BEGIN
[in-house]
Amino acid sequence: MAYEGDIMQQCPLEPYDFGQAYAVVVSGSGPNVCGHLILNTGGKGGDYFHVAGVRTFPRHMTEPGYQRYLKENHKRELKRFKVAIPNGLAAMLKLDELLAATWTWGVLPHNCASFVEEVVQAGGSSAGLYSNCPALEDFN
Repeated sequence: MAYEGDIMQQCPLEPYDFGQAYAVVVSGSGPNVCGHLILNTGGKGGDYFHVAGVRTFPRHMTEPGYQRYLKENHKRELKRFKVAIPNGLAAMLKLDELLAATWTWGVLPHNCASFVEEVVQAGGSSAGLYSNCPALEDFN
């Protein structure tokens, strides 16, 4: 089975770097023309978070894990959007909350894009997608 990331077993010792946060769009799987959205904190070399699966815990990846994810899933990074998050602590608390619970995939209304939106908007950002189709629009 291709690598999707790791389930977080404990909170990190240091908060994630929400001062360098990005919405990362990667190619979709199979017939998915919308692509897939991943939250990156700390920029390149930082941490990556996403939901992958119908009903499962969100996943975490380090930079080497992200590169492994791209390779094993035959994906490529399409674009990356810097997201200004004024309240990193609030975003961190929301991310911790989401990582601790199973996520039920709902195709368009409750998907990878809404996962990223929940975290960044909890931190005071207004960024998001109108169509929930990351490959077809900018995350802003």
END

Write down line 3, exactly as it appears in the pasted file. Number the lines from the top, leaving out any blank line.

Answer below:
Repeated sequence: MAYEGDIMQQCPLEPYDFGQAYAVVVSGSGPNVCGHLILNTGGKGGDYFHVAGVRTFPRHMTEPGYQRYLKENHKRELKRFKVAIPNGLAAMLKLDELLAATWTWGVLPHNCASFVEEVVQAGGSSAGLYSNCPALEDFN